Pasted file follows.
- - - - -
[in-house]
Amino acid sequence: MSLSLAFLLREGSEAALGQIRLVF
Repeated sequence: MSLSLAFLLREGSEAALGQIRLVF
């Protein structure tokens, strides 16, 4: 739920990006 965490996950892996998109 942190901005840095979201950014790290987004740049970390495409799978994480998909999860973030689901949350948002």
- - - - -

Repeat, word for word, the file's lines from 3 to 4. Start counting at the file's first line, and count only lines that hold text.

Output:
Repeated sequence: MSLSLAFLLREGSEAALGQIRLVF
């Protein structure tokens, strides 16, 4: 739920990006 965490996950892996998109 942190901005840095979201950014790290987004740049970390495409799978994480998909999860973030689901949350948002």